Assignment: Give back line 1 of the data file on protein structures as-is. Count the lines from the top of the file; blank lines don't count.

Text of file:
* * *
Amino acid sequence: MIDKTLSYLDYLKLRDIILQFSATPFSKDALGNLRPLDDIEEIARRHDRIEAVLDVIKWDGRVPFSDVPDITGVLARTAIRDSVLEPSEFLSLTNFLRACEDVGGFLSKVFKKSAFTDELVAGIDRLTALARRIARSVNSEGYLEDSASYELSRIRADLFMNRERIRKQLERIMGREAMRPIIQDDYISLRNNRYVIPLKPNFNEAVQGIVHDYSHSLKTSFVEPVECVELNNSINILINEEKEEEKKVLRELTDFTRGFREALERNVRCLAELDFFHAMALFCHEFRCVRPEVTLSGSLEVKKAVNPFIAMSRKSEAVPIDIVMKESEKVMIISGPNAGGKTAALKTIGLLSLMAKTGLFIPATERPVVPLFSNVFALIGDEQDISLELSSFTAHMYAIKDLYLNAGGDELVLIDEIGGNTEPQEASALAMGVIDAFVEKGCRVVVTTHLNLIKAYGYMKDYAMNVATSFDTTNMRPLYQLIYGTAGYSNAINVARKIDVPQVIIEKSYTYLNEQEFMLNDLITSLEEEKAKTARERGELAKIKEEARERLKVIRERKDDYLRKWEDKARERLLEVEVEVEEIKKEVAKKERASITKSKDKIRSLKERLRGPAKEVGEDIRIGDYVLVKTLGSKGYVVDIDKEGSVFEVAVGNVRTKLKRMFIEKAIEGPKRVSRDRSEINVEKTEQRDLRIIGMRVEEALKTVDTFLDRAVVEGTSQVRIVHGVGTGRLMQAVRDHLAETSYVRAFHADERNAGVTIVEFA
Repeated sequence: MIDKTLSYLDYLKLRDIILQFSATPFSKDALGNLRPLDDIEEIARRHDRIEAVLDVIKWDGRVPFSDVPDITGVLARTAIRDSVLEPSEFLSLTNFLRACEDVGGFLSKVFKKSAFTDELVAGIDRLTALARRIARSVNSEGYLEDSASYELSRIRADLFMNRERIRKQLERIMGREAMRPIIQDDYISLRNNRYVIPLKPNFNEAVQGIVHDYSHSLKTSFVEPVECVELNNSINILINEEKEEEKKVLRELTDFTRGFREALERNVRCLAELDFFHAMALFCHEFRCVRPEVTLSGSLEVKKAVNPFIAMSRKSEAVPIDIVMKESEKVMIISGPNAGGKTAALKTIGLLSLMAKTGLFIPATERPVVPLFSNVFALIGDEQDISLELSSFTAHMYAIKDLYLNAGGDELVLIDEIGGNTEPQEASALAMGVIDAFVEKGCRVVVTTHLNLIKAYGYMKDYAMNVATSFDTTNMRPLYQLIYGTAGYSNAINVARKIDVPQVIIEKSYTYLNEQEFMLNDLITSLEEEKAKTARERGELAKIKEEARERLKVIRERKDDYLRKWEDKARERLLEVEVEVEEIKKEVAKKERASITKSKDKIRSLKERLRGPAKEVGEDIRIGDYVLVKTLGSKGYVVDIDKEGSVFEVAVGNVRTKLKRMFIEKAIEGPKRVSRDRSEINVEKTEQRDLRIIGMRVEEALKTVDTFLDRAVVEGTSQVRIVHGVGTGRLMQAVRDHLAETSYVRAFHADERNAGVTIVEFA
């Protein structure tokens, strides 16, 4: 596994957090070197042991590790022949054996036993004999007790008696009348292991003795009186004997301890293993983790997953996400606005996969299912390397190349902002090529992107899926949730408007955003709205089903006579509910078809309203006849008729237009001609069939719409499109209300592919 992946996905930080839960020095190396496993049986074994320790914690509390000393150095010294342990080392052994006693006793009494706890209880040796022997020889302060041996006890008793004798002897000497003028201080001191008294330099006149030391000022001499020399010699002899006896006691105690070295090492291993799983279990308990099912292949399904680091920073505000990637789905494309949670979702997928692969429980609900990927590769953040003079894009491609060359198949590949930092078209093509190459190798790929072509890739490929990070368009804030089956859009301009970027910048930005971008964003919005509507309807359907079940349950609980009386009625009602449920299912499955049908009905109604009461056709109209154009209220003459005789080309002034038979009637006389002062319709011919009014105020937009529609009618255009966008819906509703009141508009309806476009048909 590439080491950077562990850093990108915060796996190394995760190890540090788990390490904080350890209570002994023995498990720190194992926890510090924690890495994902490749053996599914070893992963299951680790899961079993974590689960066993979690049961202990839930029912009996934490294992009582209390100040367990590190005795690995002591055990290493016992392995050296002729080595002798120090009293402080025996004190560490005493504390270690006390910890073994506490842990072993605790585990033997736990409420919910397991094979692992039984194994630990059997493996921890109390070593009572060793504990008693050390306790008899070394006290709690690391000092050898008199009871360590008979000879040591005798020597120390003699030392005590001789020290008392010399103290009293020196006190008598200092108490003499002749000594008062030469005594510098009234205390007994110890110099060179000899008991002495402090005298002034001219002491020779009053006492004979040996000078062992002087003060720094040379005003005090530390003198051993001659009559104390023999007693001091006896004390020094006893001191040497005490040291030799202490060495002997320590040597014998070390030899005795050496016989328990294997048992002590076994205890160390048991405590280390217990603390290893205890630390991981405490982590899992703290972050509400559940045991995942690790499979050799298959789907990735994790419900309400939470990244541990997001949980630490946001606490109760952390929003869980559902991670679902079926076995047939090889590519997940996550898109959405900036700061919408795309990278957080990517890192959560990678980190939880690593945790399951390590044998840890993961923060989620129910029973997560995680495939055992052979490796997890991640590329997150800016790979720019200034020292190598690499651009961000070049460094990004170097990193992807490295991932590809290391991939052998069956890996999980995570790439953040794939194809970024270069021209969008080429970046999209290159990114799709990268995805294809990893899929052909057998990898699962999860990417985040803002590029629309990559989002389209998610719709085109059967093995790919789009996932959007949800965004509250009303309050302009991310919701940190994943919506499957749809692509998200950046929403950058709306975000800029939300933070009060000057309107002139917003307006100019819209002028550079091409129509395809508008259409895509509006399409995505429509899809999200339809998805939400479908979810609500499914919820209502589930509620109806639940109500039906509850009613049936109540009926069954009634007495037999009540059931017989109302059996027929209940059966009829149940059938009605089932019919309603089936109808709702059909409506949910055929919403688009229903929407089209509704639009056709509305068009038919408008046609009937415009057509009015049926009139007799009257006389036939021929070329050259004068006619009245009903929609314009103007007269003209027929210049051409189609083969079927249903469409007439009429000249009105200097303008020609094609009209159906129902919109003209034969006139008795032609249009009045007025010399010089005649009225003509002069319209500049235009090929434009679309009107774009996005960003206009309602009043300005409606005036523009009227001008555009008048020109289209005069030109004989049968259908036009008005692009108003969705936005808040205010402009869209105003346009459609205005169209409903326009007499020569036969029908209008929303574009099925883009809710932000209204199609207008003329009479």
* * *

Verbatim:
Amino acid sequence: MIDKTLSYLDYLKLRDIILQFSATPFSKDALGNLRPLDDIEEIARRHDRIEAVLDVIKWDGRVPFSDVPDITGVLARTAIRDSVLEPSEFLSLTNFLRACEDVGGFLSKVFKKSAFTDELVAGIDRLTALARRIARSVNSEGYLEDSASYELSRIRADLFMNRERIRKQLERIMGREAMRPIIQDDYISLRNNRYVIPLKPNFNEAVQGIVHDYSHSLKTSFVEPVECVELNNSINILINEEKEEEKKVLRELTDFTRGFREALERNVRCLAELDFFHAMALFCHEFRCVRPEVTLSGSLEVKKAVNPFIAMSRKSEAVPIDIVMKESEKVMIISGPNAGGKTAALKTIGLLSLMAKTGLFIPATERPVVPLFSNVFALIGDEQDISLELSSFTAHMYAIKDLYLNAGGDELVLIDEIGGNTEPQEASALAMGVIDAFVEKGCRVVVTTHLNLIKAYGYMKDYAMNVATSFDTTNMRPLYQLIYGTAGYSNAINVARKIDVPQVIIEKSYTYLNEQEFMLNDLITSLEEEKAKTARERGELAKIKEEARERLKVIRERKDDYLRKWEDKARERLLEVEVEVEEIKKEVAKKERASITKSKDKIRSLKERLRGPAKEVGEDIRIGDYVLVKTLGSKGYVVDIDKEGSVFEVAVGNVRTKLKRMFIEKAIEGPKRVSRDRSEINVEKTEQRDLRIIGMRVEEALKTVDTFLDRAVVEGTSQVRIVHGVGTGRLMQAVRDHLAETSYVRAFHADERNAGVTIVEFA